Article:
the ccd equation back to teaching back to the course start of previous section next page last page of this section help on navigating these pages

To write an equation for SNR we need to know the various noise sources that contribute to an astronomical measurement with a CCD. These are:

Assuming that all of the above noise sources are independent, the total noise, N, is given by the square root of the sum of the squares of the individual errors:

N = (Sobj + Ssky + Sdark + R2)0.5.

Hence the SNR is given by the equation:

SNR = S / N = Sobj / (Sobj + Ssky + Sdark + R2)0.5.

It is important to realise that the above equation applies even after subtracting the mean sky background and dark current levels from each pixel, since the shot noise from these sources will still be present.

To use the above equation correctly, one must be careful with the units used for each of the terms. Typically, when predicting the SNR of an observation, we have:

A few things are worthy of note in the above list. First, Sobj is the total number of photons from the object, which will probably be spread out over a number of pixels, whereas Ssky is the number of sky photons per pixel. Second, Sobj and Ssky are in photon units not electrons. Third, Sobj, Ssky and Sdark will increase with exposure time, but R will not.

So, to clarify the SNR equation given above, we need to account for the exposure time of the CCD image, t, the number of pixels that the object is spread over, npix, and the conversion efficiency of photons to electrons, which is given by the quantum efficiency, QE, of the CCD expressed as a number between 0 and 1. The latter conversion from photons to electrons is essential, as otherwise one would predict a higher signal-to-noise than measured, i.e. the signal in the SNR equation must be the detected signal, not the signal emitted by the source. The resulting equation is sometimes referred to as the CCD equation:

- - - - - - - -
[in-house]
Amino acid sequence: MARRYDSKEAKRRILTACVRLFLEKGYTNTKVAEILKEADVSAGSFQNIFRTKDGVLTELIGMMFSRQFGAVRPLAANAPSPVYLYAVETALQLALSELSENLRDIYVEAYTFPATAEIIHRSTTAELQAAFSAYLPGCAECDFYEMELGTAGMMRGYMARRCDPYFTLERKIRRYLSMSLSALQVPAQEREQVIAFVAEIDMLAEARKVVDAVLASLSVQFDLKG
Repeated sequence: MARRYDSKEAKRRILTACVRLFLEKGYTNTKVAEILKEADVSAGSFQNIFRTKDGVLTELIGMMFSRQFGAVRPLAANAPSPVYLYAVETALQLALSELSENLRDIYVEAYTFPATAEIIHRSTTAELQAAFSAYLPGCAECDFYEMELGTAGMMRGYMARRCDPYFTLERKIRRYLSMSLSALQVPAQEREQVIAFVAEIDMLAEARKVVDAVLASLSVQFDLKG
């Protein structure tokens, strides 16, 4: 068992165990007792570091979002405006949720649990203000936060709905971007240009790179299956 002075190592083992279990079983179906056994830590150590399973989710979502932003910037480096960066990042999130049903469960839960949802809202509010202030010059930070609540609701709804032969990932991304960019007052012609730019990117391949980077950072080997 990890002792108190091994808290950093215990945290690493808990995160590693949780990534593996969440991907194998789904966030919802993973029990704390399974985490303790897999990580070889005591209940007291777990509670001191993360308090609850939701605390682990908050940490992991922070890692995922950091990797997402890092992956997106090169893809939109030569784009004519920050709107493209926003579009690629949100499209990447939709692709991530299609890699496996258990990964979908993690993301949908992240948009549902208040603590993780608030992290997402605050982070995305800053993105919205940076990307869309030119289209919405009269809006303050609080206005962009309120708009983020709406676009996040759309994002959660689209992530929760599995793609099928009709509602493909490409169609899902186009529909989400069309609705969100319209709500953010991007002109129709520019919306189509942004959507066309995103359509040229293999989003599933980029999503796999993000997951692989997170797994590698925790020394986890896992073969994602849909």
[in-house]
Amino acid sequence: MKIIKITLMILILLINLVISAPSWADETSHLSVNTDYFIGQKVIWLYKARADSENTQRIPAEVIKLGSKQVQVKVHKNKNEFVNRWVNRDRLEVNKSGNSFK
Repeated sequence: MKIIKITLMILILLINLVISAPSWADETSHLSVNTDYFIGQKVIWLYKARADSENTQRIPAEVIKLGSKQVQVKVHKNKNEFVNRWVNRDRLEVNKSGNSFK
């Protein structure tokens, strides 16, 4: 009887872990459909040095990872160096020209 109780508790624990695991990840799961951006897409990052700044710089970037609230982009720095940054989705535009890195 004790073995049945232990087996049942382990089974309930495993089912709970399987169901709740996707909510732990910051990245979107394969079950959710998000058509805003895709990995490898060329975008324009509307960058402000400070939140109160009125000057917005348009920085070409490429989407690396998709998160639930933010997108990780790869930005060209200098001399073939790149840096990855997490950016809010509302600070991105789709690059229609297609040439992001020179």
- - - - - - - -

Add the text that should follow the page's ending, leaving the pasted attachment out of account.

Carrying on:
SNR = (Sobj . t . QE) / [ (Sobj . t . QE) + (Ssky . t . QE . npix) + (Sdark . t . npix) + (R2 . npix) ]0.5,

which can be simplified to:

SNR = [Sobj . (t . QE)0.5] / [ Sobj + npix (Ssky + (Sdark / QE ) + (R2 / QE . t)) ]0.5.

Sometimes, Sobj and Ssky are given in counts. In this case, we must also convert them into electron units. This is because Poisson statistics are only applicable when counting independent, random events, which means that the noise is only equal to the square root of the signal if the signal is in units of the detected quantity, i.e. electrons. The conversion from counts to electrons can be performed by replacing QE in the above equation by the CCD gain, g, in units of e-/ADU:

SNR = (Sobj . t . g) / [ (Sobj . t . g) + (Ssky . t . g . npix) + (Sdark . t . npix) + (R2 . npix) ]0.5,

which can be simplified to:

SNR = [Sobj . (t . g)0.5] / [ Sobj + npix (Ssky + (Sdark / g ) + (R2 / g . t)) ]0.5.

Similarly, Sobj and Ssky are sometimes given in flux units, and these must be converted into electrons before the CCD equation can be used. In this case, one must first divide the flux by the energy of a single photon to give the number of photons, and then multiply by the QE to give the number of electrons.

We can use the CCD equation to define three limiting cases: the object-limited case, the background-limited case and the readout-noise limited case.

To maximise SNR, one should always try to expose for long enough to obtain object- or background-limited data, as otherwise one pays a significant penalty for reading out the CCD. However, it isn't always possible to avoid the readout-noise limited regime, particularly when exposure times must be kept short in order to sample short time-scale variability.

Some calculations illustrating how to use the CCD equation are given in the example problems.

©Vik Dhillon, 14th December 2010